Masters of the Guild eBook

This eBook from the Gutenberg Project consists of approximately 181 pages of information about Masters of the Guild.

“Knighthood is a fair and noble thing, but its vows have no magic—­no more than the oaths of the guilds, or the monastic orders, or the allegiance of the vassal to his lord.  It is the living spirit that keeps the vows—­and when that is gone their power is less than nothing.  Once I could not see how it was possible for a man to renounce his knighthood and his Lord.  I have lived with such a man, and I know that it came of his losing faith.  He lost the power to believe in good.  I think that he hated me because I reminded him of his own land and all that he no longer wished to remember.

“Now having known the scourge and the fetters, I may speak to the bondman as a brother.  I am alone, with none to need me.  Therefore I go hence to join the brethren who are giving their lives to this ministry.”

The Palmer rose to his feet as if in haste to be gone.  “I weary you perchance with talk too serious for holiday-time,” he said with that quick smile of his, “but when you come to your own work you will know how close to the heart that lies.  Now be glad and make others glad—­it was never God’s will, I am right sure, that this world should be a doleful place for the young.”

The piercing silvery notes of the trumpets in the chill air, the trampling of horses in the bailey, gave notice of the arrival of guests.  There was no more leisure that day.

In the glitter and glow and splendor of the banquet hall, with its music and gayety, the tall gray figure of the Palmer moved like a spirit.  As the guests came one after another to speak with him of his experiences and his plans, their kindling faces proved his rare power of making them see what he saw.  To Stephen Giffard the presence of God was as real as the sunrise.  In the light of his utter self-sacrifice the loyalty, sweetness and courage of other lives seemed to shine out more brightly.  It was all one with the immortal world of Christendom—­ruled by the living spirit of the child cradled in Bethlehem centuries ago.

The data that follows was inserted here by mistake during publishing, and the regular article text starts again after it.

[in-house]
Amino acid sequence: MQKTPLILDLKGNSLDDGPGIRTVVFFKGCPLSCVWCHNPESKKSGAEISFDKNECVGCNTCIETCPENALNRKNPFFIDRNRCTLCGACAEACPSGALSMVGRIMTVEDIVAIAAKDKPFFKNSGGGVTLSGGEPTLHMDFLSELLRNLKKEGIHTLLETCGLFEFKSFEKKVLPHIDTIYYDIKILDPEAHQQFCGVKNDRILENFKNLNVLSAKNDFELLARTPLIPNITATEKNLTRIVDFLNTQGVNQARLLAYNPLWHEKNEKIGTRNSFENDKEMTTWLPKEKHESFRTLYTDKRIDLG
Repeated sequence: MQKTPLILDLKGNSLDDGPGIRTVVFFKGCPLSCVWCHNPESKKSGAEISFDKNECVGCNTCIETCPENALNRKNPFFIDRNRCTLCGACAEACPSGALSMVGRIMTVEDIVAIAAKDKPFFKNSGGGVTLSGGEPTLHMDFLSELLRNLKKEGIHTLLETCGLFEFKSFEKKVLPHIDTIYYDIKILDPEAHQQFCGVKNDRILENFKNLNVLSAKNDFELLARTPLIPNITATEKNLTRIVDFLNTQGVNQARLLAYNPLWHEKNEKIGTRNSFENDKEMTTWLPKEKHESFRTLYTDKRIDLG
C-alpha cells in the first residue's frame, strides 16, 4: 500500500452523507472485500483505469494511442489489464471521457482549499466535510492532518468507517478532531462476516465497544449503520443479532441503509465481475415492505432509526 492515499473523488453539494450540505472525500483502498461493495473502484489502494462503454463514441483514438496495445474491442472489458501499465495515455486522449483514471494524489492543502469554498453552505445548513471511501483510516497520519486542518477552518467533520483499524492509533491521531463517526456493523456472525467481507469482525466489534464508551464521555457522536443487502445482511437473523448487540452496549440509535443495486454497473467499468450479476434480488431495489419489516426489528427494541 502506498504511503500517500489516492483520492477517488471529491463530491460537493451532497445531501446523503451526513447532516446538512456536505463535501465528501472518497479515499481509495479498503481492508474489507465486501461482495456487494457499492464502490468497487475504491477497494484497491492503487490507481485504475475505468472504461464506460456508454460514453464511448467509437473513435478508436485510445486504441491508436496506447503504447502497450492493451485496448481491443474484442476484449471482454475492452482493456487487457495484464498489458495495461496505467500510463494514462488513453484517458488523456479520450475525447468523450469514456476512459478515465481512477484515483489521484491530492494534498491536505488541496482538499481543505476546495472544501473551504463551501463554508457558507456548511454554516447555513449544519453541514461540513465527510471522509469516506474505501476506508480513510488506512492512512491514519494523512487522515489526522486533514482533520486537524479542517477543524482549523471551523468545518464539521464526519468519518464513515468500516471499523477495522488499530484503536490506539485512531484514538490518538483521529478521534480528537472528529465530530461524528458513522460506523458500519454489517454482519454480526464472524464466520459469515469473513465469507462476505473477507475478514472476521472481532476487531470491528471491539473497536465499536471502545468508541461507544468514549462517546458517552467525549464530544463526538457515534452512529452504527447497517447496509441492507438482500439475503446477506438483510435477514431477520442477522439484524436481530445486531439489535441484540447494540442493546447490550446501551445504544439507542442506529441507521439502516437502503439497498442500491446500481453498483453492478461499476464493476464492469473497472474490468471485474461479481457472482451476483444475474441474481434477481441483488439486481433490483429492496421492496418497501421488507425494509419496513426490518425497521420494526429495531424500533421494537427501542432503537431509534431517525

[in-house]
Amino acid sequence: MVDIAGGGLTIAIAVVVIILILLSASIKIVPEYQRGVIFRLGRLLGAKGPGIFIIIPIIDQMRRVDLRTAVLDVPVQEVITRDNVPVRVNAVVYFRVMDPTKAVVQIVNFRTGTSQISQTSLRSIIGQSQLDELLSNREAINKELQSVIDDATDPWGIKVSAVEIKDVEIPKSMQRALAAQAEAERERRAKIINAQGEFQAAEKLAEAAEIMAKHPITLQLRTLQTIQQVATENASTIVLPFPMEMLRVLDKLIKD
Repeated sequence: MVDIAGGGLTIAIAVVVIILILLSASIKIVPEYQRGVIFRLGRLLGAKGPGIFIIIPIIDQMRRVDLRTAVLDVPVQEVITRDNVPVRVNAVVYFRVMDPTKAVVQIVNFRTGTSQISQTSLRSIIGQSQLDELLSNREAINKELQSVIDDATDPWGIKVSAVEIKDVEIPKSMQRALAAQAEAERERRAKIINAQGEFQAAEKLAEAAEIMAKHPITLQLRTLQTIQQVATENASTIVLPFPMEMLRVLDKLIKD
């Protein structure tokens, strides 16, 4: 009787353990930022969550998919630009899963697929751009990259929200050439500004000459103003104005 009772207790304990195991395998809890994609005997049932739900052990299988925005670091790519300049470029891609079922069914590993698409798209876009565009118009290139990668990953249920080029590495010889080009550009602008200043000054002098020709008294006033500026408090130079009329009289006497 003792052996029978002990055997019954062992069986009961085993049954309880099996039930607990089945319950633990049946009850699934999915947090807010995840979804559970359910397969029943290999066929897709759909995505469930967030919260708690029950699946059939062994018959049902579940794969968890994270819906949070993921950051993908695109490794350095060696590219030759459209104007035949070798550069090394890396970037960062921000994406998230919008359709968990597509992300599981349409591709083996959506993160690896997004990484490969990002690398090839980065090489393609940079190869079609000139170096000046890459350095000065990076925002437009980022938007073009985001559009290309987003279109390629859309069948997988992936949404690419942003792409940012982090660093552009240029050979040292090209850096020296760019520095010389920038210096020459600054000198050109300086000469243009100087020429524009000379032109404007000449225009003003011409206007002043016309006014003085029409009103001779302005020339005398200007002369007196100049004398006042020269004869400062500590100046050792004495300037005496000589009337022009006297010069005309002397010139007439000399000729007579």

THE CRUSADERS

 Daily we waited word or sign—­
   They were our children, these
 Who held the unsleeping battle-line
   Beyond the haunted seas,
 Who gave their golden unlived years
   And that clear pathway trod
 Lifting through sunset gates of fire
   To the far tents of God.

 Through trackless realms of unknown space
   They wander, unafraid,
 For nothing do they fear to face
   In worlds that God has made. 
 Freed from the shattered bonds of earth
   They meet their comrades free,
 To share the service of the Lord
   In truth and loyalty.

 Elizabeth’s wise admirals guard
   Their dear-loved England’s coast. 
 From Somme and Meuse no cannon barred
   The Maid’s undaunted host. 
 And still the Foreign Legion hears
   In every desperate chance
 Her children’s crashing battle-cry—­
   “For France!  For France!  For France!”

Copyrights
Project Gutenberg
Masters of the Guild from Project Gutenberg. Public domain.
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